June 9, 2014 9:30 AM, EDT
Police Say Wal-Mart Truck Driver Went 24 Hours Without Sleep Before Morgan Crash

A Wal-Mart Stores Inc. truck driver went at least 24 hours without sleep before his tractor-trailer crashed into a limousine, critically injuring actor-comedian Tracy Morgan and killing another entertainer, according to a police complaint.

Kevin Roper, 35, of Jonesboro, Georgia, drove “without having slept for a period in excess of 24 hours” before the six-vehicle accident on June 7 at 1 a.m. ET Saturday on the New Jersey Turnpike, according to a complaint released June 9.

Roper, who is free on $50,000 bail, is charged with death by auto and assault in the complaint filed in Cranbury Township, New Jersey. The complaint, signed by a New Jersey state trooper, didn’t specify how police knew about Roper’s sleepless state. Roper is scheduled to make his first court appearance on June 9.

The accident may make it more complicated for U.S. lawmakers who are considering an end to federal rules designed to help prevent long-haul truck drivers from dozing at the wheel.

Bill Simon, president of Wal-Mart U.S., apologized for the accident and said the company is cooperating with law enforcement. Wal-Mart U.S. is a unit of Bentonville, Arkansas-based Wal-Mart Stores Inc., the world’s largest retail chain, with about $476 billion of revenue in the fiscal year that ended Jan. 31.

“With regards to news reports that suggest Mr. Roper was working for 24 hours, it is our belief that Mr. Roper was operating within the federal hours of service regulations. The details are the subject of the ongoing investigation and we are cooperating fully with the appropriate law enforcement agencies. The investigation is ongoing and unfortunately we can’t comment further on the specifics. Federal law requires drivers to work no more than 14 hours for any shift and 11 hours of driving,” Wal-Mart spokeswoman Brooke Buchanan said in a statement.

Roper “failed to observe” slow-moving traffic ahead of him until it was too late, colliding with the limousine, said Gregory Williams, a sergeant first class with the New Jersey State Police. The limousine van, a 2012 Mercedes Sprinter, spun and then flipped over, Williams said.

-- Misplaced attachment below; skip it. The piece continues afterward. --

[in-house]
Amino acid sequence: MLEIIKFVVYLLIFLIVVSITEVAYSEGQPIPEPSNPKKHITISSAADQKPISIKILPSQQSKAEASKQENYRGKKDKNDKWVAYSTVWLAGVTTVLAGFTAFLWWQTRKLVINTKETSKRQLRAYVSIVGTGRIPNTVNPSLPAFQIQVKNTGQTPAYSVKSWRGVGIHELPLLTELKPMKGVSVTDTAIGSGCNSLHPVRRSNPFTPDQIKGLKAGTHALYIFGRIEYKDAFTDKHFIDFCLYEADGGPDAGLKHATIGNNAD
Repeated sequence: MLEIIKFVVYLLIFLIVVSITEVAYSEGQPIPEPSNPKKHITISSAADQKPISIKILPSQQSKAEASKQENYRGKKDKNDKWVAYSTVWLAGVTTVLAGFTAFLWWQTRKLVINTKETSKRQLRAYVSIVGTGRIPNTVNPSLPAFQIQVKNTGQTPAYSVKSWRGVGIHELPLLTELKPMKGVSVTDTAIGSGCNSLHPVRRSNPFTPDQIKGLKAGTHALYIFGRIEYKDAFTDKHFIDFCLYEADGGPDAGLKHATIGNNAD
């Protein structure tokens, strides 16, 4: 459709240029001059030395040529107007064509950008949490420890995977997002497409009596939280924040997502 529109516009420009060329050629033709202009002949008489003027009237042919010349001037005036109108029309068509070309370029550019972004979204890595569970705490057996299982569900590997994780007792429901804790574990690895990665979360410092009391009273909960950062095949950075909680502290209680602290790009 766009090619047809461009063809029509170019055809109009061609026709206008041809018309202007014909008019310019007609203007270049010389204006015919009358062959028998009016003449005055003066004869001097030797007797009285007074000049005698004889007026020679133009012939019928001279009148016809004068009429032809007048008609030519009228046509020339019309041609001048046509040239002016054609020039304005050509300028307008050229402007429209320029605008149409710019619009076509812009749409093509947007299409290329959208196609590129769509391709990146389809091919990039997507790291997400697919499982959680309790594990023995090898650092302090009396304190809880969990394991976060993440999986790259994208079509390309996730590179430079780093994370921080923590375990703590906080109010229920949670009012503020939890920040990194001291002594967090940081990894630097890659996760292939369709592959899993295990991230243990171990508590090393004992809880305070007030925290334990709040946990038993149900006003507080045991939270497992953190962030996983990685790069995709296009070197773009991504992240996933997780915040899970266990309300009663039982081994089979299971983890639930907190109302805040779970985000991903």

Comedian James McNair, 62, of Peekskill, New York, who was in the limousine van, was pronounced dead at the scene at 1:53 a.m., according to a press release issued by the Middlesex prosecutor’s office.

Morgan, 45, who starred in the television comedy “30 Rock” after leaving “Saturday Night Live,” was one of three people in the van critically injured.

The National Transportation Safety Board joined the investigation by state police. Spokesman Keith Holloway said the agency will look at the work and rest schedule of the drivers, and will examine questions related to commercial trucking and limousine safety.

Last week, the U.S. Senate Appropriations Committee passed an amendment that would suspend the main federal regulation requiring truckers to take an extended break after reaching weekly time limits, potentially undoing a 15-year effort to reduce highway fatalities caused by long-haul drivers who fall asleep at the wheel.

Those regulations, which took effect last July, set a 70-hour cap on a driver’s workweek. Trucking groups have said they’re most concerned with the provision that forces drivers to take 34 hours off, which must include being off the road from 1 a.m. to 5 a.m. on two consecutive days during that period.

American Trucking Associations President and CEO Bill Graves said that no rule, including the hours-of-service rule, can dictate what drivers do during their off-hours. “The industry – including ATA, our member fleets, our state associations and the millions of safe, professional truck drivers on the road today – strongly believes that drivers must take advantage of their off-duty periods for rest and that drivers should not drive if they are fatigued," he said in a statement.

The 34-hour “restart” requirement, which begins the clock ticking on a new work week, was intended to make sure drivers got enough sleep. The restart is required only if a driver has reached the maximum weekly limits of 70 hours over eight days or 60 hours over seven days.

The legislative amendment would be attached to a larger transportation funding bill that must still be adopted by the full Senate. In turn, the funding bill would have to be reconciled with the version passed by the U.S. House of Representatives.